without first seeking approval from a judge.Under the Patriot Act, the FBI can acquire bank records and Internet or 
phone logs simply by issuing itself a so-called national security letter 
saying the records are relevant to an investigation into terrorism. The FBI 
doesn't need to show probable cause or consult a judge. What's more, the 
target institution is issued a gag order and kept from revealing the 
subpoena's existence to anyone, including the subject of the investigation.The new provision in the spending bill redefines the meaning of "financial 
institution" and "financial transaction." The wider definition explicitly 
includes insurance companies, real estate agents, the U.S. Postal Service, 
travel agencies, casinos, pawn shops, ISPs, car dealers and any other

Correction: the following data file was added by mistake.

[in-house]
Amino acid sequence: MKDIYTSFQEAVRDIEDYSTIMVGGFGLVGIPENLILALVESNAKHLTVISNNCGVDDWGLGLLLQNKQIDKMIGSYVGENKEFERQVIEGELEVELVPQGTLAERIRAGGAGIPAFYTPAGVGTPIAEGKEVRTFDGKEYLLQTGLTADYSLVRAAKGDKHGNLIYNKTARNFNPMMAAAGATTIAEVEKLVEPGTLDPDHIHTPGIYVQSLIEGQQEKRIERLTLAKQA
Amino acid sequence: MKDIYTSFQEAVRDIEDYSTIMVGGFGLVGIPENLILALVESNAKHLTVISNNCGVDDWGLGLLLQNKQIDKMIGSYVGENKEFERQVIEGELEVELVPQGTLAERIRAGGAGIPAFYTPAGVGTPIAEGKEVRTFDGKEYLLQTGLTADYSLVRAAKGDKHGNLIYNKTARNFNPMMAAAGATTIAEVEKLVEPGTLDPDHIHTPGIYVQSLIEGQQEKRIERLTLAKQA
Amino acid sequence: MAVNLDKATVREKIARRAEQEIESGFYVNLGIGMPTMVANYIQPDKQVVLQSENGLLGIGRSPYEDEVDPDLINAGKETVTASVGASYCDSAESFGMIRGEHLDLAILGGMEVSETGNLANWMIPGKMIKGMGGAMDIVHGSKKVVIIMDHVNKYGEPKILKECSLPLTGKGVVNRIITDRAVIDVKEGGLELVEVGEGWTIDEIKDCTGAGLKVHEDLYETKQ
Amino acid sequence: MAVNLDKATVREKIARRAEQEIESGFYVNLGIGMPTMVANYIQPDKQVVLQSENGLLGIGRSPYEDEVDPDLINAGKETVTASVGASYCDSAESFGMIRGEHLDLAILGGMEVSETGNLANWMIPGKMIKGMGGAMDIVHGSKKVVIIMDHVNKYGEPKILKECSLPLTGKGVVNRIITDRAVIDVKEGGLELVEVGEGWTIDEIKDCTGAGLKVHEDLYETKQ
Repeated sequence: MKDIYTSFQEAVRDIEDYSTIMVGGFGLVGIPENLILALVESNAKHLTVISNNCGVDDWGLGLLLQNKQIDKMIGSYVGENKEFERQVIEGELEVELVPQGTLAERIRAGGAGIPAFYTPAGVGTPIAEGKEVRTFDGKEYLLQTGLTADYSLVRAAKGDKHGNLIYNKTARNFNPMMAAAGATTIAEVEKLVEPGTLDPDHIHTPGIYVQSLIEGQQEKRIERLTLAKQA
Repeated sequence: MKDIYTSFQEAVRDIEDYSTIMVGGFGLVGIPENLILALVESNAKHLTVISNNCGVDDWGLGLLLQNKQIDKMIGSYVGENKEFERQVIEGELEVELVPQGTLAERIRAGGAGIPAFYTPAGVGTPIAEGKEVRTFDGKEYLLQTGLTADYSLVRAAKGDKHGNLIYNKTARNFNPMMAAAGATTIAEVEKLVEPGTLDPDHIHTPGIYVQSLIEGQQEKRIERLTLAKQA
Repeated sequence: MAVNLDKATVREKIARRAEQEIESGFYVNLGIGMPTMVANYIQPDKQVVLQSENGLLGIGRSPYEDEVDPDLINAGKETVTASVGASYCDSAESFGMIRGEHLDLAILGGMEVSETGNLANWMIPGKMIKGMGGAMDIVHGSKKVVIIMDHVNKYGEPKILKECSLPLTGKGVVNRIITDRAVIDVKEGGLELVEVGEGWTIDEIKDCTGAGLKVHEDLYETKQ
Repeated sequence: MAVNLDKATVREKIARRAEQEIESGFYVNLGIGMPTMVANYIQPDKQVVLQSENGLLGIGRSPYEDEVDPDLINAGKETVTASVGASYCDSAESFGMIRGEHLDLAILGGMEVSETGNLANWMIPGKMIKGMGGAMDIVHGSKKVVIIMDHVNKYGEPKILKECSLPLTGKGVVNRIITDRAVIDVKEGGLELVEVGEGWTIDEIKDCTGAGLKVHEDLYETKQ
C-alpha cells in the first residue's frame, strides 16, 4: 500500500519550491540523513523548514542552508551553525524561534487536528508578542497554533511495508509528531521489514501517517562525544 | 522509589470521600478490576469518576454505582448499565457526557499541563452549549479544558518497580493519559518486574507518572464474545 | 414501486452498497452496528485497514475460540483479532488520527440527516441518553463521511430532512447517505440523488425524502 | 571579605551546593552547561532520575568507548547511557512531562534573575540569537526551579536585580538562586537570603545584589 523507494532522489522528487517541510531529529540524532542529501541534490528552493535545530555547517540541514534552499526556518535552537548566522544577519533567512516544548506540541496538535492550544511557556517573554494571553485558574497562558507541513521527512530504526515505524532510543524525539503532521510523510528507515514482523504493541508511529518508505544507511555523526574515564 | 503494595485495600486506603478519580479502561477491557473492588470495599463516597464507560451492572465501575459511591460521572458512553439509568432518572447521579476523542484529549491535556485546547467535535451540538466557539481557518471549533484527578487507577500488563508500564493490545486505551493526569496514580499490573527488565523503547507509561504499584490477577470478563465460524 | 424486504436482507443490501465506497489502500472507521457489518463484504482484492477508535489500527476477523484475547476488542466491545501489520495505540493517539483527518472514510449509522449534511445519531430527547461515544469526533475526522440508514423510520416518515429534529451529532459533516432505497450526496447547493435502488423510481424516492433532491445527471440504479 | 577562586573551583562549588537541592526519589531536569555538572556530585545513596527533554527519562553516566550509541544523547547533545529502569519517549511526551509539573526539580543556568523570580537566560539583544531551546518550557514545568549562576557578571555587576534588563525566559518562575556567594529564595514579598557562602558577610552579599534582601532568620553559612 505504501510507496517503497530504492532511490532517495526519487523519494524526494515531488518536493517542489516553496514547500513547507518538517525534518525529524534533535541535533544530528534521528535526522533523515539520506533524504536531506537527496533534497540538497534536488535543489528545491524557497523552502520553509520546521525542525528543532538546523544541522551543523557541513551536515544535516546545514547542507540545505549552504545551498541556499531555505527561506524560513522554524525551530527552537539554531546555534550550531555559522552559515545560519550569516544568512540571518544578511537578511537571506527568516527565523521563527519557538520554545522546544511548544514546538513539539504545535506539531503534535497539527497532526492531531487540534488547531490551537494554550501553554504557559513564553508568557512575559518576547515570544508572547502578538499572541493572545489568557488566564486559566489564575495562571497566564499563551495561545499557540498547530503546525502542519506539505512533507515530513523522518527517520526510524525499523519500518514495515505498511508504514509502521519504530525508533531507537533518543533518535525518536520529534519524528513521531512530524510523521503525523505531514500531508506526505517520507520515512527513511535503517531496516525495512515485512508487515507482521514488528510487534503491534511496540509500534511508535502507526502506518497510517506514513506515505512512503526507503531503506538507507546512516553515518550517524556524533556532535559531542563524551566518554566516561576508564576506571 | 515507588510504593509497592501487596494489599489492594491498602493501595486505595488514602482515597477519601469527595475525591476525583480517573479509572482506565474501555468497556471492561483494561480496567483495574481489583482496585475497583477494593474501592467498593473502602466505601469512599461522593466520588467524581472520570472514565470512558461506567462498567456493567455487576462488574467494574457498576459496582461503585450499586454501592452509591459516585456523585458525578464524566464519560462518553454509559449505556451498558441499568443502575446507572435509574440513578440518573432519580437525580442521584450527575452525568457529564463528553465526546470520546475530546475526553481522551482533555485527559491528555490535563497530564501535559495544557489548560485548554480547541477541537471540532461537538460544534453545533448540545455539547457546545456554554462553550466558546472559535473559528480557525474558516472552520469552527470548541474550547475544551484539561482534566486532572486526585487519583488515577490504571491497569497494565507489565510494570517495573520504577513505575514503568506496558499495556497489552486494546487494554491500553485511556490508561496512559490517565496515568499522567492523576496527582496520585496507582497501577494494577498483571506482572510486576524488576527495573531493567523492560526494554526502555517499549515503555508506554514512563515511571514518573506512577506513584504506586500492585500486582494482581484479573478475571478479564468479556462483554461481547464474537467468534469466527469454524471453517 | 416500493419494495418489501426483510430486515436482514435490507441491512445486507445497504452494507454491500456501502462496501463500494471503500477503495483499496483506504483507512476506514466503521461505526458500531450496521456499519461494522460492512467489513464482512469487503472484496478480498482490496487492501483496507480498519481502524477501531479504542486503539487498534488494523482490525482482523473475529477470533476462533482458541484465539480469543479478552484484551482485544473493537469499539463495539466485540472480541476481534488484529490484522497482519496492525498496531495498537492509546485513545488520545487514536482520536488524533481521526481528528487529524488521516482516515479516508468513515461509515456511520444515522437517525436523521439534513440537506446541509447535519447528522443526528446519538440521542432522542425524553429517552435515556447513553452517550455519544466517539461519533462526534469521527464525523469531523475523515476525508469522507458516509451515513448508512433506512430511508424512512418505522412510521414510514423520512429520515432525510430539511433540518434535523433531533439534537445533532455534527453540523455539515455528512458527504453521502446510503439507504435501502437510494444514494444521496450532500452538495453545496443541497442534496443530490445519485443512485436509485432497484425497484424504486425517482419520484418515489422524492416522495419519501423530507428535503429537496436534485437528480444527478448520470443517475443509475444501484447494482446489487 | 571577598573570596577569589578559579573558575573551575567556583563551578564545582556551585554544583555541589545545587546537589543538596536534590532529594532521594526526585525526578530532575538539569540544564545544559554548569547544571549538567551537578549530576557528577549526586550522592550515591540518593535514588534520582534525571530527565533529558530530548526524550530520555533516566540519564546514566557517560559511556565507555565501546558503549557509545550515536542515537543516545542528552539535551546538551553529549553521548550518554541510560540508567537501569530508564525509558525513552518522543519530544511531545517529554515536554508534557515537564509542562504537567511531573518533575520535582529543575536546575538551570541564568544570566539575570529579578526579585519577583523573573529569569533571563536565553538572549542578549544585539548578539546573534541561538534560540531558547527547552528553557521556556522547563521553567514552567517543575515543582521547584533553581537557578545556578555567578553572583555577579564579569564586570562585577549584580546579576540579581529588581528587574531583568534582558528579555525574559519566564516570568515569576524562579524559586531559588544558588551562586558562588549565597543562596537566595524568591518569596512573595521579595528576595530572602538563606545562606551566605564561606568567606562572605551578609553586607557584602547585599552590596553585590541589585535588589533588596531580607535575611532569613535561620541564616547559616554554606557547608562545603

business whose "cash transactions have a high degree of usefulness in 
criminal, tax or regulatory matters."Justice Department officials tried earlier this year to write a bill to 
expand the Patriot Act. A draft -- dubbed Patriot II -- was leaked and 
caused such an uproar that Justice officials backed down. The new provision 
inserts one of the most controversial aspects of Patriot II into the 
spending bill.Intelligence spending bills are considered sensitive, so they are usually 
drafted in secret and approved without debate or public comment.Chris Schroeder, a Duke law professor and former assistant attorney general 
in the office of legal counsel at the Justice Department, said